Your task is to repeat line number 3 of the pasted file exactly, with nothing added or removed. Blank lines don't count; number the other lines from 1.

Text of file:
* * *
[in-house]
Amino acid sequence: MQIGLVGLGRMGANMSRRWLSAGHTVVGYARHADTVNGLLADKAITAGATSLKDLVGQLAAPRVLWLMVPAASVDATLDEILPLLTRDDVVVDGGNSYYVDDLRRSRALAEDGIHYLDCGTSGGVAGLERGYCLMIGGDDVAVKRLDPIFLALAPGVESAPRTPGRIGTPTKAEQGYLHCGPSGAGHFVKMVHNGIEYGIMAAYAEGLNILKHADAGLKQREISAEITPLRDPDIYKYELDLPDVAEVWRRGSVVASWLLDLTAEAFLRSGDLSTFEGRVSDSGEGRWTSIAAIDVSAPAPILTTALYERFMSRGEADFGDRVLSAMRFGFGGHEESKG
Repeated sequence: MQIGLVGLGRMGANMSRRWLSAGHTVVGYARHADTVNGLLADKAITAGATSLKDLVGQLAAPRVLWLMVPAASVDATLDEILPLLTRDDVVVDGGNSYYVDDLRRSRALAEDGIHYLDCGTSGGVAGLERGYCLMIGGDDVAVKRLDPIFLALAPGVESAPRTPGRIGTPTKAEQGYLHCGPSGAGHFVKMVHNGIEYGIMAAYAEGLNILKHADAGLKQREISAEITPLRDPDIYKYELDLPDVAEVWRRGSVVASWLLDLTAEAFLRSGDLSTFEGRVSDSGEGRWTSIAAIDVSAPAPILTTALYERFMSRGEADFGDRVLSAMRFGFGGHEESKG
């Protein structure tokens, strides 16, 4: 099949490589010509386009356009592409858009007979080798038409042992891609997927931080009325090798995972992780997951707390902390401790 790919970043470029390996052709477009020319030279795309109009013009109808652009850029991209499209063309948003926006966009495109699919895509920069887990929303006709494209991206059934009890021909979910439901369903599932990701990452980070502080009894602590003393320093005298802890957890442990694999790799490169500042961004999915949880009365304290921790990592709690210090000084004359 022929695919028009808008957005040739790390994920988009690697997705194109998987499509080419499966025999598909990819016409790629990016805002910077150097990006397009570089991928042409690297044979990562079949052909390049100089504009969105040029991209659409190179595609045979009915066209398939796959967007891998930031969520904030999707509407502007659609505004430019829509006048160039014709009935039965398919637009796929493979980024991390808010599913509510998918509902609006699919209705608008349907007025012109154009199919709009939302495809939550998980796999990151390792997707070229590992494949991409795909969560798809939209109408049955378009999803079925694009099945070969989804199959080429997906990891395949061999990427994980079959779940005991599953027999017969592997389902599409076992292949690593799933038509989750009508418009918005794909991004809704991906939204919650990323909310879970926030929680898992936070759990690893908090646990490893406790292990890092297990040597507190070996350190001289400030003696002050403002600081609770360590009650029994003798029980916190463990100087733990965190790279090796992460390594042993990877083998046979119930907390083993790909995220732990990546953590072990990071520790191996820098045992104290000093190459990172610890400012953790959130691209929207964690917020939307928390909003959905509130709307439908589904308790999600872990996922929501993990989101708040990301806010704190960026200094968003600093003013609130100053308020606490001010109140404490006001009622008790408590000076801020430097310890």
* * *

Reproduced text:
Repeated sequence: MQIGLVGLGRMGANMSRRWLSAGHTVVGYARHADTVNGLLADKAITAGATSLKDLVGQLAAPRVLWLMVPAASVDATLDEILPLLTRDDVVVDGGNSYYVDDLRRSRALAEDGIHYLDCGTSGGVAGLERGYCLMIGGDDVAVKRLDPIFLALAPGVESAPRTPGRIGTPTKAEQGYLHCGPSGAGHFVKMVHNGIEYGIMAAYAEGLNILKHADAGLKQREISAEITPLRDPDIYKYELDLPDVAEVWRRGSVVASWLLDLTAEAFLRSGDLSTFEGRVSDSGEGRWTSIAAIDVSAPAPILTTALYERFMSRGEADFGDRVLSAMRFGFGGHEESKG